Power demand up, but engines aren’t humming
The demand for electricity is stronger this fiscal, with coal consumption rising even in July, when hydro power flooded the market. But the generation till July, which grew by a mere 4 per cent growth, is not significant enough to signal a revival in industrial demand.
The improved prospects for the sector are apparent even in Coal India Ltd’s (CIL) performance during April-July this year vis-a-vis last year.
In 2016-17, the state-owned miner reported only 1.7 per cent growth in volume sales. Offtake rose by 2.9 per cent in the peak summer months of April-June 2016 before falling flat in July. This was despite the lower availability of hydro power during the same period last year.
Indicatively, between April 1 and July 19, 2016, hydro power generation was down 9 per cent. In July alone, hydro power availability was down 1 per cent, and total generation was up by only 2 per cent.
The story is dramatically different in 2017-18, as coal-based generation is up 6 per cent in July 2017, despite 5.7 per cent higher availability of hydro power.
Good rains have resulted in significantly higher supply of hydro power this summer. Till July 19, hydro electricity supplies were up 15 per cent. If meteorological predictions prove correct, hydro power supplies will increase faster for the remaining monsoon months. The Central Electricity Authority does not provide details of daily renewable energey (RE) generation . However, considering India’s 32 GW wind power capacity — the fourth-largest in the world — RE contribution will almost certainly be higher this year. Wind-based generation peaks in the monsoon months of July to August. Over all, CEA says, total generation is up by 5.7 per cent in July, which is almost three times the growth in July 2016. Stronger fundamentals, indeed, but not enough to predict a return of good times. “The demand for electricity has improved marginally,” says Kameswara Rao, Partner, PwC. “While it is hard to attribute it to one single factor, growth appears to have come from rural electrification, construction and commercial sectors.”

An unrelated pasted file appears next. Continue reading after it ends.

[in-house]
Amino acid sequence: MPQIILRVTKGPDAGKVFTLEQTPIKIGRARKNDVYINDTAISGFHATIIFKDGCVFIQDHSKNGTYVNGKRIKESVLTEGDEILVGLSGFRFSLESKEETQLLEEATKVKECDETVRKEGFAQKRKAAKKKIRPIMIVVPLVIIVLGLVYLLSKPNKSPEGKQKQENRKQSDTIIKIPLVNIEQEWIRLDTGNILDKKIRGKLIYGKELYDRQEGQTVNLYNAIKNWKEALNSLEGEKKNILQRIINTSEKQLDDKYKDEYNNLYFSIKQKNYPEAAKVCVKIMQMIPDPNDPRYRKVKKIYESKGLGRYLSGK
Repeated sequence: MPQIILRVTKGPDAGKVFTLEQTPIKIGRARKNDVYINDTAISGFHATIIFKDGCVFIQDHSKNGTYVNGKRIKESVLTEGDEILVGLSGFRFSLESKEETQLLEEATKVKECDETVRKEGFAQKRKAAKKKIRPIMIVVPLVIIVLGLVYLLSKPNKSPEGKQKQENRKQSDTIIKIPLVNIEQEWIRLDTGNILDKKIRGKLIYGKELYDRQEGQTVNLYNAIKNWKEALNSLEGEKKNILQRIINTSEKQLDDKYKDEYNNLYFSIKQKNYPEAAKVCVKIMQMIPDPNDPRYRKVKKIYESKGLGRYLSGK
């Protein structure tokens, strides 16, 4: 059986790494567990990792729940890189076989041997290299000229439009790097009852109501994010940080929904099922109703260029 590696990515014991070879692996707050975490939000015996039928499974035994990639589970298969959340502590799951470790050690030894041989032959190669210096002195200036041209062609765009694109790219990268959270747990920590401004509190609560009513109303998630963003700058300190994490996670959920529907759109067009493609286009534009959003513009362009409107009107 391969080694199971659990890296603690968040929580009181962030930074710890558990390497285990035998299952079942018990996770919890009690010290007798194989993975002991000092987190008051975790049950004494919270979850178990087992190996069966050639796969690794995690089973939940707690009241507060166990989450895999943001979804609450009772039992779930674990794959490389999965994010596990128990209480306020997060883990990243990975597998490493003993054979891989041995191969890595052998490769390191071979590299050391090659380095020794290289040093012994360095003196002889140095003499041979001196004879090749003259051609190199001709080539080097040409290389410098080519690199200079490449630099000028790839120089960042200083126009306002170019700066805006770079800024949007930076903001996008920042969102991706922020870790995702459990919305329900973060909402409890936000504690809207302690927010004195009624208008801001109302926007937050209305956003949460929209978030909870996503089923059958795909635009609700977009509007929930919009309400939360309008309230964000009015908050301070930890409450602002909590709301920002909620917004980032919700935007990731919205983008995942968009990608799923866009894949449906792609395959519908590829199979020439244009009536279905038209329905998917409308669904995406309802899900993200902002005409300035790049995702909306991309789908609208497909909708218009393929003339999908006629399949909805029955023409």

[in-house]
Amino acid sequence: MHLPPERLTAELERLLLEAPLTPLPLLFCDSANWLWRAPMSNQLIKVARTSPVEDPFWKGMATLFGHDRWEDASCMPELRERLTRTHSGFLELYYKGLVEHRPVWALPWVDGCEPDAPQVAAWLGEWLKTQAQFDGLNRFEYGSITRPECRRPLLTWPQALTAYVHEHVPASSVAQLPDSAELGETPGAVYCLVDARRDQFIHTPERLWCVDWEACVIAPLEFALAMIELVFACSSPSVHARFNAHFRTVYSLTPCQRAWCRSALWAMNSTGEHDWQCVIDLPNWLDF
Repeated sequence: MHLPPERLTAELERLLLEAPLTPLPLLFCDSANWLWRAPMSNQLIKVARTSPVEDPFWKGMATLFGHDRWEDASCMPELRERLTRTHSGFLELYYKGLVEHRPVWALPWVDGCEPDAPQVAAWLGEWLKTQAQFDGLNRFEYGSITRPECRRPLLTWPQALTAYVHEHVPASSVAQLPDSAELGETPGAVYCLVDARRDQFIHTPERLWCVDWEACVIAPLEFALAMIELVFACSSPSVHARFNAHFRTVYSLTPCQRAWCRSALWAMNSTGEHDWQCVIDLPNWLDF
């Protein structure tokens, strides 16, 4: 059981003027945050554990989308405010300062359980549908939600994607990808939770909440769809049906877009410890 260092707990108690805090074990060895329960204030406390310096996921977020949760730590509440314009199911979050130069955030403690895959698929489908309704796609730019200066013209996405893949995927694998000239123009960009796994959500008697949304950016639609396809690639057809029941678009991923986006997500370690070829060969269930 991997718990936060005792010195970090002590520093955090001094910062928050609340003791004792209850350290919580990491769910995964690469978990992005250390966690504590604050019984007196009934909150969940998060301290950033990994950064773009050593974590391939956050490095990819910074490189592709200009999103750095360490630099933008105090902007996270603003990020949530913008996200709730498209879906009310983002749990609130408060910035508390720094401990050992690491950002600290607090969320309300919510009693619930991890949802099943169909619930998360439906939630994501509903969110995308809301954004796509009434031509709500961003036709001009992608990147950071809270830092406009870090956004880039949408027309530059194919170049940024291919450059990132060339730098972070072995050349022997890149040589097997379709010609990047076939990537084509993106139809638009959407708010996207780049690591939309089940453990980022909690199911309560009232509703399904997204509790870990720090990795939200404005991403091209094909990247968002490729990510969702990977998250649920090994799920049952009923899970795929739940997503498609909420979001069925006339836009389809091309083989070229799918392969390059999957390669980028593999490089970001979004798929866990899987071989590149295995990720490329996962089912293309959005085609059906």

Rao adds that the “demand growth still lags economic growth, which suggests that an improvement in manufacturing can significantly boost the plant load factor (PLF) of power plants.” Coal plant PLF was as low as 60 per cent last year, down from about 79 per cent at the end of the past decade.
It also means that CIL is not yet out of the woods. The miner witnessed a slide in net profit last year despite selling more coal.
There were primarily two reasons for this. The company reported higher profits in the past, riding on sales to non-power customers who pay 20 per cent more than power utilities.
Though this segment accounted for only 20 per cent of coal sales, it makes a higher contribution to profits.
However, CIL is losing this opportunity due to the government’s ‘power-first’ approach and the lukewarm growth in demand from the sector.
Open-market sales are another major contributor to the profits of the past, but they too are suffering from low prices due to a glut in the global market and the lukewarm demand.